An alternative technique to reconstruct atrophic alveolar vertical bone after implant placement is presented. The technique consists of distraction osteogenesis or direct surgical repositioning of an implant-and-bone block segment after segmental osteotomies that can be used in esthetic or unesthetic cases. Initially, casts indicating the implant position are obtained and the future ideal prosthetic position is determined to guide the model surgery. After the model surgery, a new provisional prosthesis is fabricated, and an occlusal splint, which is used as a surgical guide and a device for distraction osteogenesis, is custom fabricated. Then, the surgery is performed. For mobilization of the implant-and-bone block segment, 2 vertical osteotomies are performed and then joined by a horizontal osteotomy. The implant-and-bone block segment is moved to the planned position. If a small movement is planned, then the implant-and-bone segment is stabilized; for larger movements, the implant-and-bone segment can be gradually moved to the final position by distraction osteogenesis. This technique has good predictability of the final position of the implant-and-bone segment and relatively fast esthetic rehabilitation. It can be considered for dental implants in regions of vertical bone atrophy.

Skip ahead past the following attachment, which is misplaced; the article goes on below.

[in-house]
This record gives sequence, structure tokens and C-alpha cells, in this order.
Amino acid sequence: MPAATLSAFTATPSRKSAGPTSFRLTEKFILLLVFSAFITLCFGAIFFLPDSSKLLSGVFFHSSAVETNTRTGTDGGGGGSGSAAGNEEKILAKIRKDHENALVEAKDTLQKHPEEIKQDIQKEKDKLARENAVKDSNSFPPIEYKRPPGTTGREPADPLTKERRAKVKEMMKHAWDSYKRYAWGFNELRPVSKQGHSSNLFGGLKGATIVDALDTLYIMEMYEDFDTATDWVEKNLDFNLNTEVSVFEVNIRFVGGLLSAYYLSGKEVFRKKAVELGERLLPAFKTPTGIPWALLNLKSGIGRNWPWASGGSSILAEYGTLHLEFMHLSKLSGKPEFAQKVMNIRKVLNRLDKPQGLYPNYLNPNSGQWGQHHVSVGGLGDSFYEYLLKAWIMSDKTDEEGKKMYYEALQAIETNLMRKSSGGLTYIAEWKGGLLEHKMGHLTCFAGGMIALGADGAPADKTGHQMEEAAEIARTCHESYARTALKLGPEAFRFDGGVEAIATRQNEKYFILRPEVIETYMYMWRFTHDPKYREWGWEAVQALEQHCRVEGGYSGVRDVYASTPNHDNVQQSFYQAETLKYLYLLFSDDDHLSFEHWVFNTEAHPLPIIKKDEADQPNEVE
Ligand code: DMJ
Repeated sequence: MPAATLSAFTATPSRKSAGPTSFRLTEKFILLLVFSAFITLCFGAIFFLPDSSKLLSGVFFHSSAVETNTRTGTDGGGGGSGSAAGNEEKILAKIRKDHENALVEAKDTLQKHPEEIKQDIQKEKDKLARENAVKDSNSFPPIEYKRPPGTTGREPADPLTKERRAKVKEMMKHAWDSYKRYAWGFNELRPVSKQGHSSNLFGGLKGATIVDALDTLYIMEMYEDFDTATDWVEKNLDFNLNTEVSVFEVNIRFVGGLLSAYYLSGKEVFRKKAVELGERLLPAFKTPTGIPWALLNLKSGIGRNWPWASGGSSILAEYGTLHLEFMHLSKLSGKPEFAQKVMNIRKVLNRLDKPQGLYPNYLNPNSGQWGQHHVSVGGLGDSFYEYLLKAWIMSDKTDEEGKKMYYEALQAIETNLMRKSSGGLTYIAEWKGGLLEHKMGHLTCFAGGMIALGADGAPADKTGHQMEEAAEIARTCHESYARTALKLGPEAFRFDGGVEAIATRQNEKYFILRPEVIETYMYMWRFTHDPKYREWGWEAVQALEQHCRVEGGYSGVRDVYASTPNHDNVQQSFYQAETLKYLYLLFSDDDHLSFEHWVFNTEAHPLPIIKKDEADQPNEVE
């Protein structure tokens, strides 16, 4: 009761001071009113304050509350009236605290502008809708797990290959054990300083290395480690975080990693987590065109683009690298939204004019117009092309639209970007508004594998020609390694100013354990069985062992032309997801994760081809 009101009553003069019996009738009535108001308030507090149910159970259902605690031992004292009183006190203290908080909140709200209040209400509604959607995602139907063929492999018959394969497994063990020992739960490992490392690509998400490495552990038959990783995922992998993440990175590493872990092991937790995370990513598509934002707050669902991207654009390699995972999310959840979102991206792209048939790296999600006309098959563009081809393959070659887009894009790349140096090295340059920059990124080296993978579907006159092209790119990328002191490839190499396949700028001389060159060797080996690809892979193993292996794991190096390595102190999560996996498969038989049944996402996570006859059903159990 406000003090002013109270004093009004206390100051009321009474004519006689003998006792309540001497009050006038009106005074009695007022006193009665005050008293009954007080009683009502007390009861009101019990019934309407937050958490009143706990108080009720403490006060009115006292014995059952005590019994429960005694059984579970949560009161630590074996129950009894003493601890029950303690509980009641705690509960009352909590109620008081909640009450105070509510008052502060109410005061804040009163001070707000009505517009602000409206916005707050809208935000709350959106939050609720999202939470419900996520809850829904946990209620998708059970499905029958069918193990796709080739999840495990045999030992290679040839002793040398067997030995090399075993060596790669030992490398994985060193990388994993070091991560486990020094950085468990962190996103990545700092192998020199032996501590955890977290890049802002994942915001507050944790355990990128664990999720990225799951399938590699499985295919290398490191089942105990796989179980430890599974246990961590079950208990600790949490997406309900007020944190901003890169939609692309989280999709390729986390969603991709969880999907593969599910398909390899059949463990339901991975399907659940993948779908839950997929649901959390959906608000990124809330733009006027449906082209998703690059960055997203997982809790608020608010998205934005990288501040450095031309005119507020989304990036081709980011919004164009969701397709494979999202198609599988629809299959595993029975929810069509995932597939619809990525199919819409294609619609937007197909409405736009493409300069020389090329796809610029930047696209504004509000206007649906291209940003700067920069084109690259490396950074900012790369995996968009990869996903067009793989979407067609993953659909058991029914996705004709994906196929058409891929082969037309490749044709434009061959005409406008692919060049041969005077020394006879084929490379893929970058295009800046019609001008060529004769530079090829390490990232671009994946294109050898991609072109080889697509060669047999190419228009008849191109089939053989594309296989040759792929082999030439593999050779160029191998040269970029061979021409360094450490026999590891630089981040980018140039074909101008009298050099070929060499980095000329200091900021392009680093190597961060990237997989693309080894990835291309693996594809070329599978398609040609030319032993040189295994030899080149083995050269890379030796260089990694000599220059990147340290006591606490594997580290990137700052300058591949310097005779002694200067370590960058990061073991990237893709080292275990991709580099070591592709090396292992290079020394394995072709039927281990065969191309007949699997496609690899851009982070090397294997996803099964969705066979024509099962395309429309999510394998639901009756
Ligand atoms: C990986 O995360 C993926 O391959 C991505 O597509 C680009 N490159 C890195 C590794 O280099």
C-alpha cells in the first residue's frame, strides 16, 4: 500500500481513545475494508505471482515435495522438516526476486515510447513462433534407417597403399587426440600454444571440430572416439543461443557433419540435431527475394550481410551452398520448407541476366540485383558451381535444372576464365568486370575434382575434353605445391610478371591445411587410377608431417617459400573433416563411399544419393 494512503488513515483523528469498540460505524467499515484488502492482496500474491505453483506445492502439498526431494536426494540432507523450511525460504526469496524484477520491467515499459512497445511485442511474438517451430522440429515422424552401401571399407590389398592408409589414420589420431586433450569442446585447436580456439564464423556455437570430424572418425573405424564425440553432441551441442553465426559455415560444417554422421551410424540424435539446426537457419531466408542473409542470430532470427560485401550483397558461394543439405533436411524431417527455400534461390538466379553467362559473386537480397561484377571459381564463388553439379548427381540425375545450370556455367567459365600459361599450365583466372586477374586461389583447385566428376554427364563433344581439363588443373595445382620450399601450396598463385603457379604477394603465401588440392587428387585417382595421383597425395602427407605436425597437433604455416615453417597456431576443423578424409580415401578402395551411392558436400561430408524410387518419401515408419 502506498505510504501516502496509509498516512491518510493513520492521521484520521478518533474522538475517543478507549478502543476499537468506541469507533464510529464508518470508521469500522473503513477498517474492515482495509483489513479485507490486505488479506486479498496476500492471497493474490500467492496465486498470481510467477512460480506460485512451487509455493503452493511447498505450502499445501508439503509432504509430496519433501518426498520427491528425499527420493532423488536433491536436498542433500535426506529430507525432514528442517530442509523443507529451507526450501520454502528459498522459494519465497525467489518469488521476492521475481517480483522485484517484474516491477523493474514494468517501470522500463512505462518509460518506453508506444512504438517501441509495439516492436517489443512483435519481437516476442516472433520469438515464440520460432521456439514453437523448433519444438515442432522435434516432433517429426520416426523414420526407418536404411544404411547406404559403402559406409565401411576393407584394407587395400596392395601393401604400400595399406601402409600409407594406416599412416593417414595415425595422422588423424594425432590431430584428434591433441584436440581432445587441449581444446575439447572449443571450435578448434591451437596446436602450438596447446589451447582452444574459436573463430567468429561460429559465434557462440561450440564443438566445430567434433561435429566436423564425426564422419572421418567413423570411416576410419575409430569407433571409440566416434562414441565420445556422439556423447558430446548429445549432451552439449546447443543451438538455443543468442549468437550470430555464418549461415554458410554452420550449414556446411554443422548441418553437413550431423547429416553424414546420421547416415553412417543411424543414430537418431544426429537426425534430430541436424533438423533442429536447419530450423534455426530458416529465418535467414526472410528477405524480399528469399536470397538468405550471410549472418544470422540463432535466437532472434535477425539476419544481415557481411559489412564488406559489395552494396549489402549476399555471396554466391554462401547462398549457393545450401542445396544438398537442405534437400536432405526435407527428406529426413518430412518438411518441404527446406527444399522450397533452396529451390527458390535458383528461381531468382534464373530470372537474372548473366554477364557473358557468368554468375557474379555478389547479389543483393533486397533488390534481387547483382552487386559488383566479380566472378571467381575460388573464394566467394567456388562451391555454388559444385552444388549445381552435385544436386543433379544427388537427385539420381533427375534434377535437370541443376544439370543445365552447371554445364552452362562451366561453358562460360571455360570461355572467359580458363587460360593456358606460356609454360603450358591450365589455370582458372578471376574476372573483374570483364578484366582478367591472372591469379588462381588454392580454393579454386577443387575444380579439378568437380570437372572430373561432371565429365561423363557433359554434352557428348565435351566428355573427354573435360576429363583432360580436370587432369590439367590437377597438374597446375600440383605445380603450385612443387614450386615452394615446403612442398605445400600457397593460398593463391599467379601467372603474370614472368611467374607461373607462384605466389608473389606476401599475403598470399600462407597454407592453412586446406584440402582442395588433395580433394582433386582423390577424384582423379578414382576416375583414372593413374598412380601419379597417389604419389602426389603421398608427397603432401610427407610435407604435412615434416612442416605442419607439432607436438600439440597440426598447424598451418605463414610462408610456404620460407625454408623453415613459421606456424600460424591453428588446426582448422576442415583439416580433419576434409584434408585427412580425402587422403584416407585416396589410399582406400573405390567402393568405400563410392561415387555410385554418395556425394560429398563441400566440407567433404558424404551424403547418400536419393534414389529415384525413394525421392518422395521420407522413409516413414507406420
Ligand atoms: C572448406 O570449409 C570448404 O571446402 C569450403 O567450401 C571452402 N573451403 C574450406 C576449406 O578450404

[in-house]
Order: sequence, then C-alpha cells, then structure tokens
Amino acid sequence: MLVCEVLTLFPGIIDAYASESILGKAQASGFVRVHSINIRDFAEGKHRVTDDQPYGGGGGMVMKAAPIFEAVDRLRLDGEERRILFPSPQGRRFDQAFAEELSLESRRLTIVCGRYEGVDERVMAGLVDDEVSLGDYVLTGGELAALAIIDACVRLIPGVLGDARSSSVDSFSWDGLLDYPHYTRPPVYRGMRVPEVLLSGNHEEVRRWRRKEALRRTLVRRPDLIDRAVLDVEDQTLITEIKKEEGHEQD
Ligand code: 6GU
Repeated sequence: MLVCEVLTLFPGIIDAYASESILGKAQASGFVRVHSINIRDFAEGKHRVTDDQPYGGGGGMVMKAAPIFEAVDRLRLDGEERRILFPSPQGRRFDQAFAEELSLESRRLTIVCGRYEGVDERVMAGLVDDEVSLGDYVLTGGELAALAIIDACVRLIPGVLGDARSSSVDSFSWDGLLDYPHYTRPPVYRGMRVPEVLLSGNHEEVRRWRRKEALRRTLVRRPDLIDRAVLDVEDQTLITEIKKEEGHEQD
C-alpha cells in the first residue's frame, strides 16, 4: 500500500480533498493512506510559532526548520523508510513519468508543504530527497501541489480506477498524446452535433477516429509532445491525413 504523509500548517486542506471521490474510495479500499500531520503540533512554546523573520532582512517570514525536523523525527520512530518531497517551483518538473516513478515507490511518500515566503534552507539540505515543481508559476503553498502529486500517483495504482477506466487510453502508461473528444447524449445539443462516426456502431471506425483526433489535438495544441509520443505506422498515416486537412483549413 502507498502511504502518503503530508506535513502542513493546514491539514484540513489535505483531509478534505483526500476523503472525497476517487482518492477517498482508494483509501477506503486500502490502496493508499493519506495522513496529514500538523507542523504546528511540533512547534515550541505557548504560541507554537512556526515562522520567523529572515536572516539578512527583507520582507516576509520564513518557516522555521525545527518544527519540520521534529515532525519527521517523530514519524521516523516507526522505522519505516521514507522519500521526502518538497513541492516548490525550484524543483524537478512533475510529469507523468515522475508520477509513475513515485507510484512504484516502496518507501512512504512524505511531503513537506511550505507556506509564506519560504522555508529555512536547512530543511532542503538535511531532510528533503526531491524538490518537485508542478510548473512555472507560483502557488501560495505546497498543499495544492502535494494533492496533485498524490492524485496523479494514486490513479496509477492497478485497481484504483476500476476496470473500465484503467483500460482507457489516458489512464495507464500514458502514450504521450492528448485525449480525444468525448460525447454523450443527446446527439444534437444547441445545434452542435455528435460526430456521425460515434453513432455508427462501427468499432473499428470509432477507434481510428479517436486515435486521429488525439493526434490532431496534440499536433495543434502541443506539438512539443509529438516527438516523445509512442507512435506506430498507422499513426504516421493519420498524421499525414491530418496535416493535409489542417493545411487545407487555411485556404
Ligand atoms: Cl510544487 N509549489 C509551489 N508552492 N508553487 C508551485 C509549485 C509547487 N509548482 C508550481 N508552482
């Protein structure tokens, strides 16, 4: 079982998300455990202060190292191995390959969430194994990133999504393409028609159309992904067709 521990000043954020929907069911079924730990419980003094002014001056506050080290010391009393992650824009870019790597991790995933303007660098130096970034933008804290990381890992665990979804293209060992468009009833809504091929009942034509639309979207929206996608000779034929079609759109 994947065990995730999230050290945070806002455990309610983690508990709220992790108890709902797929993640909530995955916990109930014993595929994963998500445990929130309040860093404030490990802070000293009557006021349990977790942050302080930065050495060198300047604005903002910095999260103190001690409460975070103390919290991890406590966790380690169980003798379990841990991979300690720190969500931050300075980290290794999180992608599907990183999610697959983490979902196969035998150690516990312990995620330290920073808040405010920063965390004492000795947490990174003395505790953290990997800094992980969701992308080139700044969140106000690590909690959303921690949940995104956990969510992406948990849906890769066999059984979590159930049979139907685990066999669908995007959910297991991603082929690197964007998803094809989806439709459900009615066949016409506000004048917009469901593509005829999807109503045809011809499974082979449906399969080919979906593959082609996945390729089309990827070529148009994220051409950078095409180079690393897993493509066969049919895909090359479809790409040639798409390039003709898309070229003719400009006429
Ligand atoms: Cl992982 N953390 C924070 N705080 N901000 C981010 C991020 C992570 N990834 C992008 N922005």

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http://dx.doi.org/10.1016/j.joms.2017.03.007DOI Listing
July 2017

Surgical Treatment, Oral Rehabilitation, and Orthognathic Surgery After Failure of Pharmacologic Treatment of Central Giant Cell Lesion: A Case Report.

J Oral Maxillofac Surg 2016 Dec 31;74(12):2567.e1-2567.e10. Epub 2016 Aug 31.

Associate Professor, São Leopoldo Mandic, Fortaleza, Brazil.